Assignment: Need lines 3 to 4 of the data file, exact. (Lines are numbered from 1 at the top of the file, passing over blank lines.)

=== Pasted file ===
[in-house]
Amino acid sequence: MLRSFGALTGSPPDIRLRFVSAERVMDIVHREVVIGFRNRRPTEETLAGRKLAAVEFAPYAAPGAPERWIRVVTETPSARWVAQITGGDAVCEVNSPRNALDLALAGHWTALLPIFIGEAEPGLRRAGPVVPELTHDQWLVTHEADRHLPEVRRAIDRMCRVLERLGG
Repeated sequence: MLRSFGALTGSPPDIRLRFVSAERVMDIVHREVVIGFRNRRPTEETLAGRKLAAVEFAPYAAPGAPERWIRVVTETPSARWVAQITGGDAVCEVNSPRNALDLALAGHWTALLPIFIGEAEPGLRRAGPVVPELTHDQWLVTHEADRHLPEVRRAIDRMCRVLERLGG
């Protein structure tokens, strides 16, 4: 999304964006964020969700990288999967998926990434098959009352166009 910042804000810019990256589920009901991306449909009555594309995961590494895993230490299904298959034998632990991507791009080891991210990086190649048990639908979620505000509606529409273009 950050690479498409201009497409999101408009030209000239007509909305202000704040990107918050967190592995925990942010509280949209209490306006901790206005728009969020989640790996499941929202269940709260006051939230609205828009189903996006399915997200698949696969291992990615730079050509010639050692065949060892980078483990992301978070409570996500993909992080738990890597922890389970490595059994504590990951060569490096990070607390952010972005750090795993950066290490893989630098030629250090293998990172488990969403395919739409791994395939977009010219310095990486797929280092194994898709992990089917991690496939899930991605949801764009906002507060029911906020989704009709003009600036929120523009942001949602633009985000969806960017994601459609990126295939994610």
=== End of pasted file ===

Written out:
Repeated sequence: MLRSFGALTGSPPDIRLRFVSAERVMDIVHREVVIGFRNRRPTEETLAGRKLAAVEFAPYAAPGAPERWIRVVTETPSARWVAQITGGDAVCEVNSPRNALDLALAGHWTALLPIFIGEAEPGLRRAGPVVPELTHDQWLVTHEADRHLPEVRRAIDRMCRVLERLGG
């Protein structure tokens, strides 16, 4: 999304964006964020969700990288999967998926990434098959009352166009 910042804000810019990256589920009901991306449909009555594309995961590494895993230490299904298959034998632990991507791009080891991210990086190649048990639908979620505000509606529409273009 950050690479498409201009497409999101408009030209000239007509909305202000704040990107918050967190592995925990942010509280949209209490306006901790206005728009969020989640790996499941929202269940709260006051939230609205828009189903996006399915997200698949696969291992990615730079050509010639050692065949060892980078483990992301978070409570996500993909992080738990890597922890389970490595059994504590990951060569490096990070607390952010972005750090795993950066290490893989630098030629250090293998990172488990969403395919739409791994395939977009010219310095990486797929280092194994898709992990089917991690496939899930991605949801764009906002507060029911906020989704009709003009600036929120523009942001949602633009985000969806960017994601459609990126295939994610």